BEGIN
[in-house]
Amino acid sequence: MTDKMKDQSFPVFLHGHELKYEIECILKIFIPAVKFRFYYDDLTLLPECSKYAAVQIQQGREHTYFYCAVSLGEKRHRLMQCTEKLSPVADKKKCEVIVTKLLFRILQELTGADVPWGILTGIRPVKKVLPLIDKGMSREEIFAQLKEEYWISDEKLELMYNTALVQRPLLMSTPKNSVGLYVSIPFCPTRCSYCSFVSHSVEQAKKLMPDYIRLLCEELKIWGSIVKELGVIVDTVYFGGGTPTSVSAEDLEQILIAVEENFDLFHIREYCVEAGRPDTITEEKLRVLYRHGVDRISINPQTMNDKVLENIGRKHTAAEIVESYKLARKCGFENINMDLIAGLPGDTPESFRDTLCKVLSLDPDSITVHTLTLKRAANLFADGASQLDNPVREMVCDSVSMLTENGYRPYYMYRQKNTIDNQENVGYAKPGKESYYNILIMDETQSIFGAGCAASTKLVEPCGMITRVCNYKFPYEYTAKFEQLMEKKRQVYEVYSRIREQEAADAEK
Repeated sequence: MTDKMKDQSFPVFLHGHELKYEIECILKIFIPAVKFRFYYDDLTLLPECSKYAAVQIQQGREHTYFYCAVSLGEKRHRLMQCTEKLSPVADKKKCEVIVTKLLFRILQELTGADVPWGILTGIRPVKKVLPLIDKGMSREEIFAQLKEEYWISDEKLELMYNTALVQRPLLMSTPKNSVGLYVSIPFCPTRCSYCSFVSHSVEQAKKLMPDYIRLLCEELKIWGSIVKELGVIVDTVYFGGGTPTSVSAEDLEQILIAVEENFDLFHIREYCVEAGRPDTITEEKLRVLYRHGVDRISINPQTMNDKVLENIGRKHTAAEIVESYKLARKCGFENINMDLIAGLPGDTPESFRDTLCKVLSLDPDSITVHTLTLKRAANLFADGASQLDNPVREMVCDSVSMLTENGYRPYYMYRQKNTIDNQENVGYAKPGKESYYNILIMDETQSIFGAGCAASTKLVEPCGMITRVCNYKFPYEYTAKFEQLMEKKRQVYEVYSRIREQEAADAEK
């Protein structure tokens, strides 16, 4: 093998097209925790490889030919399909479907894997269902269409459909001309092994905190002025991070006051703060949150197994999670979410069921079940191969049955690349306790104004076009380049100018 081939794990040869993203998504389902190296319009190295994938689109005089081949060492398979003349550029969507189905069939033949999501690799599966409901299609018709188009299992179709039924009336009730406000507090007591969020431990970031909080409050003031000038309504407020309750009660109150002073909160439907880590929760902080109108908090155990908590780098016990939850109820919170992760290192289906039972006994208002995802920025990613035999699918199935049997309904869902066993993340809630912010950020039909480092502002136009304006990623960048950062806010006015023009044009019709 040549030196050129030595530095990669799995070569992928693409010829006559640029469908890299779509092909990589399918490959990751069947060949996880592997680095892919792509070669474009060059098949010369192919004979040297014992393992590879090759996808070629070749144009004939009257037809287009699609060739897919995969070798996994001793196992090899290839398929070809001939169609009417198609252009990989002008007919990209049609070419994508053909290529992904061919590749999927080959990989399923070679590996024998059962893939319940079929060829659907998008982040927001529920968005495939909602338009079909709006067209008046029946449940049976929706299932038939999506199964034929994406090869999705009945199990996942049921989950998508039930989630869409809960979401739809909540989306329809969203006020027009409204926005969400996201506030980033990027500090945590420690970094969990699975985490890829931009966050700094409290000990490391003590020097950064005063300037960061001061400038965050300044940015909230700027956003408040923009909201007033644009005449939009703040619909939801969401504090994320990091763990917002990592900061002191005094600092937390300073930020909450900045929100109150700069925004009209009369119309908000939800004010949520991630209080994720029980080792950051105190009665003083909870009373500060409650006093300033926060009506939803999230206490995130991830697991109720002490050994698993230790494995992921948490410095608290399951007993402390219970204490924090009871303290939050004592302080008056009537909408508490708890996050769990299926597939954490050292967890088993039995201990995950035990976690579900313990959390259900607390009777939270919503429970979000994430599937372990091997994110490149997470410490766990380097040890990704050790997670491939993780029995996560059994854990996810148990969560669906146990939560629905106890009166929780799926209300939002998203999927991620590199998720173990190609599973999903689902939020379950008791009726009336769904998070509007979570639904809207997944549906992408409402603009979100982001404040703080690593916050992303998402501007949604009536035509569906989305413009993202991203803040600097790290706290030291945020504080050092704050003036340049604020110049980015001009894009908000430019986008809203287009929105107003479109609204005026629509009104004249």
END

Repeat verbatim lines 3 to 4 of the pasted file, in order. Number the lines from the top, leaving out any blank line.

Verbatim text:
Repeated sequence: MTDKMKDQSFPVFLHGHELKYEIECILKIFIPAVKFRFYYDDLTLLPECSKYAAVQIQQGREHTYFYCAVSLGEKRHRLMQCTEKLSPVADKKKCEVIVTKLLFRILQELTGADVPWGILTGIRPVKKVLPLIDKGMSREEIFAQLKEEYWISDEKLELMYNTALVQRPLLMSTPKNSVGLYVSIPFCPTRCSYCSFVSHSVEQAKKLMPDYIRLLCEELKIWGSIVKELGVIVDTVYFGGGTPTSVSAEDLEQILIAVEENFDLFHIREYCVEAGRPDTITEEKLRVLYRHGVDRISINPQTMNDKVLENIGRKHTAAEIVESYKLARKCGFENINMDLIAGLPGDTPESFRDTLCKVLSLDPDSITVHTLTLKRAANLFADGASQLDNPVREMVCDSVSMLTENGYRPYYMYRQKNTIDNQENVGYAKPGKESYYNILIMDETQSIFGAGCAASTKLVEPCGMITRVCNYKFPYEYTAKFEQLMEKKRQVYEVYSRIREQEAADAEK
């Protein structure tokens, strides 16, 4: 093998097209925790490889030919399909479907894997269902269409459909001309092994905190002025991070006051703060949150197994999670979410069921079940191969049955690349306790104004076009380049100018 081939794990040869993203998504389902190296319009190295994938689109005089081949060492398979003349550029969507189905069939033949999501690799599966409901299609018709188009299992179709039924009336009730406000507090007591969020431990970031909080409050003031000038309504407020309750009660109150002073909160439907880590929760902080109108908090155990908590780098016990939850109820919170992760290192289906039972006994208002995802920025990613035999699918199935049997309904869902066993993340809630912010950020039909480092502002136009304006990623960048950062806010006015023009044009019709 040549030196050129030595530095990669799995070569992928693409010829006559640029469908890299779509092909990589399918490959990751069947060949996880592997680095892919792509070669474009060059098949010369192919004979040297014992393992590879090759996808070629070749144009004939009257037809287009699609060739897919995969070798996994001793196992090899290839398929070809001939169609009417198609252009990989002008007919990209049609070419994508053909290529992904061919590749999927080959990989399923070679590996024998059962893939319940079929060829659907998008982040927001529920968005495939909602338009079909709006067209008046029946449940049976929706299932038939999506199964034929994406090869999705009945199990996942049921989950998508039930989630869409809960979401739809909540989306329809969203006020027009409204926005969400996201506030980033990027500090945590420690970094969990699975985490890829931009966050700094409290000990490391003590020097950064005063300037960061001061400038965050300044940015909230700027956003408040923009909201007033644009005449939009703040619909939801969401504090994320990091763990917002990592900061002191005094600092937390300073930020909450900045929100109150700069925004009209009369119309908000939800004010949520991630209080994720029980080792950051105190009665003083909870009373500060409650006093300033926060009506939803999230206490995130991830697991109720002490050994698993230790494995992921948490410095608290399951007993402390219970204490924090009871303290939050004592302080008056009537909408508490708890996050769990299926597939954490050292967890088993039995201990995950035990976690579900313990959390259900607390009777939270919503429970979000994430599937372990091997994110490149997470410490766990380097040890990704050790997670491939993780029995996560059994854990996810148990969560669906146990939560629905106890009166929780799926209300939002998203999927991620590199998720173990190609599973999903689902939020379950008791009726009336769904998070509007979570639904809207997944549906992408409402603009979100982001404040703080690593916050992303998402501007949604009536035509569906989305413009993202991203803040600097790290706290030291945020504080050092704050003036340049604020110049980015001009894009908000430019986008809203287009929105107003479109609204005026629509009104004249």